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The joy of running flat out along the beach - is there anything more freeing?!

Teams, roles, and contributions


ResearchBlogging.org
I’m quite keen to generate some more discussion about how individual professions can contribute within Interdisciplinary/Interprofessional Team without being defensive of their contribution, nor allowing other disciplines to encroach on their specialist skills.
I really struggle with the whole concept of “role definition” because so often I see “the OT role is…” without considering that there are a number of core areas many health professionals in pain management use such as goal setting, relaxation, pain “education”, activity pacing/management, relaxation, biofeedback, cognitive behavioural therapy.

Some examples: Once I heard an occupational therapist say that only occupational therapists should “set functional goals”. Yet if goal-setting is client-centred, I can see how physiotherapists, nurses, social workers, psychologists and doctors can ALL work with a person to “set functional goals”.

I also heard an occupational therapist suggest that “only” occupational therapists should go into the home, or workplace. Yet I’ve had some fabulous physiotherapists and psychologists go into both these places and do fantastic work.

The current debate is whether occupational therapists or physiotherapists should do mirror therapy or laterality training.

Sadly I also heard of a doctor who told the interdisciplinary team that he thought it was fine to advise a person to begin a walking programme – without consulting a physiotherapist! Oh no! How dare he! Actually, isn’t this what many nonmedical clinicians have been wanting our doctors to do? And if a physiotherapist begins talking about function in the real world, isn’t this what occupational therapists have been saying physiotherapy doesn’t do but should? Seems to me we don’t recognise our own cognitive dissonance even when it’s sitting right in front of us.

To be quite honest – I don’t care WHO does what! As long as a clinician is competent, the client has had a hand in establishing priorities, and there aren’t two clinicians doing exactly the same work, to me it does not matter.
BUT I’d love to find out some other points of view, and poke holes in my assumptions – so, go to it ladies and gentlemen!

Someone asked me “so what are the skills people should have to work in chronic pain management?”

  1. I’m thinking about this right now – firstly, people who “get” pain. So well-educated, knowledgeable people who have a really good grasp on neurobiology and psychology of pain. I don’t really care about the professional background, but I’d like someone who can reassure patients/clients that their pain (a) has a name (b) doesn’t mean its harmful (c) can be managed. I would help if one person in the team can prescribe rationally.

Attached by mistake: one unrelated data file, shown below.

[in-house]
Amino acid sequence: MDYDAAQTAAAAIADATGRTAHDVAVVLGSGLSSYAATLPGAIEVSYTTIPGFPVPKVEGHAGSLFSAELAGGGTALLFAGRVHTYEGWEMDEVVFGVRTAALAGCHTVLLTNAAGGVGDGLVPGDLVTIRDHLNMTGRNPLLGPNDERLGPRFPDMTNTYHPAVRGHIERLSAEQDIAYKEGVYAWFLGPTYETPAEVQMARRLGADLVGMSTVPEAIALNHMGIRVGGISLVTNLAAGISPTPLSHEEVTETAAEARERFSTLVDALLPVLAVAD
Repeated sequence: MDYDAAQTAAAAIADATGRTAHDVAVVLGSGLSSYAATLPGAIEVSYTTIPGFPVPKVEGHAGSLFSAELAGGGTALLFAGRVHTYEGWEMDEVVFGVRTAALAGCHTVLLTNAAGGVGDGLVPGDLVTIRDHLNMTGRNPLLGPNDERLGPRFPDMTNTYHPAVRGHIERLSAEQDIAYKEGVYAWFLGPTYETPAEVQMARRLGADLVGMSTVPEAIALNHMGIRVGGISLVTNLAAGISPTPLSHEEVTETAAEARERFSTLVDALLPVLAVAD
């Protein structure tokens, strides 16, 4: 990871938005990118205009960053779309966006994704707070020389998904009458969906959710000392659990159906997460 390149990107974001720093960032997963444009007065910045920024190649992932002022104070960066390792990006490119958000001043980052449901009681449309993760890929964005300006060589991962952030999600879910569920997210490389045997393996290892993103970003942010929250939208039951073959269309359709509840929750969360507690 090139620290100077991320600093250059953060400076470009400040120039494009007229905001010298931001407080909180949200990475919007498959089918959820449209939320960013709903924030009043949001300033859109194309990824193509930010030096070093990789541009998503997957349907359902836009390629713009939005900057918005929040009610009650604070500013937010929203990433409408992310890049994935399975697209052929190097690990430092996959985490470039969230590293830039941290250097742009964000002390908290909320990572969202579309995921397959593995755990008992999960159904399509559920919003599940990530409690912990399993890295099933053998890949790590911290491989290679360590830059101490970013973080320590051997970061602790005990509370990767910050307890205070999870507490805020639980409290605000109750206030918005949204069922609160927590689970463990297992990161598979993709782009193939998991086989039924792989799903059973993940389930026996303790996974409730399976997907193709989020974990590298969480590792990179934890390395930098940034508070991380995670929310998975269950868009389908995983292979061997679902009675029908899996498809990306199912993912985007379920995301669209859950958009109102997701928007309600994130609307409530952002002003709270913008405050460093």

2. Someone should address movement and pain - don’t care if it’s an occupational therapist, physiotherapist, exercise physiologist or whatever. Best if this person can grade movement from simple/low intensity to higher and definitely functional intensity. And critically, that person needs to know the relevance of any exercise on what the client/patient does in daily life.
  3. Someone else needs to talk about the meaning of pain on the sense of self, and help the person understand that doing things differently doesn’t mean losing your self concept.
  4. It would be good to have someone who understands behaviour, and interactions between behaviour, emotions and cognitions.
  5. Absolutely, someone in the team needs to help the person identify what they WANT to, or NEED to do to feel complete, then help the person work out ways to do that.
  6. And I think it’s vital someone can interpret psychometrics, and knows enough about outcome measurement to produce regular reports on how participants in pain management are doing once they leave the service.

And all the other things like using biofeedback, diet, relaxation, communication, health literacy, would need to be incorporated by those will skills in these areas.

I think teams need someone who will bat for them in management, someone who really cares about the team and how it functions, and will wave the flag in terms of retaining an interdisciplinary self management focus, ensuring the team remains client-focused and team-focused, rather than discipline-focused.

Teams need to negotiate their contributions (note I say contributions not “roles” – contributions are offered, roles are defined and possessive). Team members need to renegotiate what they can offer when new team members join the team, or when a team member develops a new skill. Defining one “role” means, implicitly, that other roles are also “defined”. Sometimes this happens without negotiation. And if role definitions are not regularly reviewed, innovation and responsiveness drops, positions get reified – and we end up with a cookbook approach to pain management that means the personal relationship between the person who has pain and his or her clinicians is valued less highly than the professional title of the clinician. I don’t see this as client-centredness.